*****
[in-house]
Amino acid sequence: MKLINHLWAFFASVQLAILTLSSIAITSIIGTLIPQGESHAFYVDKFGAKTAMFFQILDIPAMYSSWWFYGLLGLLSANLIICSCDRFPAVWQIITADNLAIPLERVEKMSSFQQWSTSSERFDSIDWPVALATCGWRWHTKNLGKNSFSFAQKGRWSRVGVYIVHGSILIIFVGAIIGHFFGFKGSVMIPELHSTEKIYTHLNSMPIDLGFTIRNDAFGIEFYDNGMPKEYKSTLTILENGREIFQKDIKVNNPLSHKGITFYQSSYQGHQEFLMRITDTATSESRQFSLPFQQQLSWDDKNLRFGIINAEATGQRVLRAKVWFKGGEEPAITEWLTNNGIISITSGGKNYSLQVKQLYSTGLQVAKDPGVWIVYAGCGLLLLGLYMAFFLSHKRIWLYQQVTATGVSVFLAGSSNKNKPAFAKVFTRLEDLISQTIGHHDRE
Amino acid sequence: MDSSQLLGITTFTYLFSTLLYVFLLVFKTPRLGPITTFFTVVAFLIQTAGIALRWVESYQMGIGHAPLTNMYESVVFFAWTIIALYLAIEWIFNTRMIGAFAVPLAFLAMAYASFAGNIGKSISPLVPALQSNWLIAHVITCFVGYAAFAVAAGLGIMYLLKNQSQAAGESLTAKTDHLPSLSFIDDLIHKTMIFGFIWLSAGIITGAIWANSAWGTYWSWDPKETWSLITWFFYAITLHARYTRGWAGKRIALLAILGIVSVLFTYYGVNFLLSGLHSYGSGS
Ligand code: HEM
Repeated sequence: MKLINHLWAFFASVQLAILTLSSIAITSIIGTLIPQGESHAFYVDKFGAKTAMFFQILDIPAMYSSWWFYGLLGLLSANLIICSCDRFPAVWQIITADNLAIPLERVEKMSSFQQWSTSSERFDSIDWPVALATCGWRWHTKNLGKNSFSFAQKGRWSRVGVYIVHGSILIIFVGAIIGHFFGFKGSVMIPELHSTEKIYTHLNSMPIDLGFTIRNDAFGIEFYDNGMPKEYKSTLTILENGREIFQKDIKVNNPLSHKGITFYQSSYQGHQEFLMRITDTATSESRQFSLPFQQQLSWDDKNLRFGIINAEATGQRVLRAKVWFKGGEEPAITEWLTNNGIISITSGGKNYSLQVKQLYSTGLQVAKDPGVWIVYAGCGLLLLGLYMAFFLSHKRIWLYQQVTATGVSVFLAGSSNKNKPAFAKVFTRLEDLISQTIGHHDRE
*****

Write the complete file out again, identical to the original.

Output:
[in-house]
Amino acid sequence: MKLINHLWAFFASVQLAILTLSSIAITSIIGTLIPQGESHAFYVDKFGAKTAMFFQILDIPAMYSSWWFYGLLGLLSANLIICSCDRFPAVWQIITADNLAIPLERVEKMSSFQQWSTSSERFDSIDWPVALATCGWRWHTKNLGKNSFSFAQKGRWSRVGVYIVHGSILIIFVGAIIGHFFGFKGSVMIPELHSTEKIYTHLNSMPIDLGFTIRNDAFGIEFYDNGMPKEYKSTLTILENGREIFQKDIKVNNPLSHKGITFYQSSYQGHQEFLMRITDTATSESRQFSLPFQQQLSWDDKNLRFGIINAEATGQRVLRAKVWFKGGEEPAITEWLTNNGIISITSGGKNYSLQVKQLYSTGLQVAKDPGVWIVYAGCGLLLLGLYMAFFLSHKRIWLYQQVTATGVSVFLAGSSNKNKPAFAKVFTRLEDLISQTIGHHDRE
Amino acid sequence: MDSSQLLGITTFTYLFSTLLYVFLLVFKTPRLGPITTFFTVVAFLIQTAGIALRWVESYQMGIGHAPLTNMYESVVFFAWTIIALYLAIEWIFNTRMIGAFAVPLAFLAMAYASFAGNIGKSISPLVPALQSNWLIAHVITCFVGYAAFAVAAGLGIMYLLKNQSQAAGESLTAKTDHLPSLSFIDDLIHKTMIFGFIWLSAGIITGAIWANSAWGTYWSWDPKETWSLITWFFYAITLHARYTRGWAGKRIALLAILGIVSVLFTYYGVNFLLSGLHSYGSGS
Ligand code: HEM
Repeated sequence: MKLINHLWAFFASVQLAILTLSSIAITSIIGTLIPQGESHAFYVDKFGAKTAMFFQILDIPAMYSSWWFYGLLGLLSANLIICSCDRFPAVWQIITADNLAIPLERVEKMSSFQQWSTSSERFDSIDWPVALATCGWRWHTKNLGKNSFSFAQKGRWSRVGVYIVHGSILIIFVGAIIGHFFGFKGSVMIPELHSTEKIYTHLNSMPIDLGFTIRNDAFGIEFYDNGMPKEYKSTLTILENGREIFQKDIKVNNPLSHKGITFYQSSYQGHQEFLMRITDTATSESRQFSLPFQQQLSWDDKNLRFGIINAEATGQRVLRAKVWFKGGEEPAITEWLTNNGIISITSGGKNYSLQVKQLYSTGLQVAKDPGVWIVYAGCGLLLLGLYMAFFLSHKRIWLYQQVTATGVSVFLAGSSNKNKPAFAKVFTRLEDLISQTIGHHDRE